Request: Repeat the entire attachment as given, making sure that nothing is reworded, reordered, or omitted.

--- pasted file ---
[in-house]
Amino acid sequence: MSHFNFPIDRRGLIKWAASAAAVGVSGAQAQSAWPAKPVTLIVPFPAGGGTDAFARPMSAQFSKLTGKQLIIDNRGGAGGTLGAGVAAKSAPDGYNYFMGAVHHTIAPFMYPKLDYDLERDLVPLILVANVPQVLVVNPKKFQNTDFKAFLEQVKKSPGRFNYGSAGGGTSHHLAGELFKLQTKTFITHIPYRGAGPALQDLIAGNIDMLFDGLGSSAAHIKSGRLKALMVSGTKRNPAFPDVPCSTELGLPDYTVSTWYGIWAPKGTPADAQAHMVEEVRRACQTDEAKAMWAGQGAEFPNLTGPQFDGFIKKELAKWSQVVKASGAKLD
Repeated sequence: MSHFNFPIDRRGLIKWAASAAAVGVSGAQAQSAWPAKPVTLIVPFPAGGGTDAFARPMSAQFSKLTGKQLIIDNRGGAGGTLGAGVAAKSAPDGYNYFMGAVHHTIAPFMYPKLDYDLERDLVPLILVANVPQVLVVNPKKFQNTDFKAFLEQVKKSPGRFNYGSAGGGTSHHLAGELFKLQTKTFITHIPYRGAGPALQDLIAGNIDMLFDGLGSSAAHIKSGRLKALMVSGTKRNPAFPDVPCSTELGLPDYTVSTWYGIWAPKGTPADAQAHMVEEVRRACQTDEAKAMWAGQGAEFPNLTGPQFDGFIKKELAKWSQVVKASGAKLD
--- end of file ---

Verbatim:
[in-house]
Amino acid sequence: MSHFNFPIDRRGLIKWAASAAAVGVSGAQAQSAWPAKPVTLIVPFPAGGGTDAFARPMSAQFSKLTGKQLIIDNRGGAGGTLGAGVAAKSAPDGYNYFMGAVHHTIAPFMYPKLDYDLERDLVPLILVANVPQVLVVNPKKFQNTDFKAFLEQVKKSPGRFNYGSAGGGTSHHLAGELFKLQTKTFITHIPYRGAGPALQDLIAGNIDMLFDGLGSSAAHIKSGRLKALMVSGTKRNPAFPDVPCSTELGLPDYTVSTWYGIWAPKGTPADAQAHMVEEVRRACQTDEAKAMWAGQGAEFPNLTGPQFDGFIKKELAKWSQVVKASGAKLD
Repeated sequence: MSHFNFPIDRRGLIKWAASAAAVGVSGAQAQSAWPAKPVTLIVPFPAGGGTDAFARPMSAQFSKLTGKQLIIDNRGGAGGTLGAGVAAKSAPDGYNYFMGAVHHTIAPFMYPKLDYDLERDLVPLILVANVPQVLVVNPKKFQNTDFKAFLEQVKKSPGRFNYGSAGGGTSHHLAGELFKLQTKTFITHIPYRGAGPALQDLIAGNIDMLFDGLGSSAAHIKSGRLKALMVSGTKRNPAFPDVPCSTELGLPDYTVSTWYGIWAPKGTPADAQAHMVEEVRRACQTDEAKAMWAGQGAEFPNLTGPQFDGFIKKELAKWSQVVKASGAKLD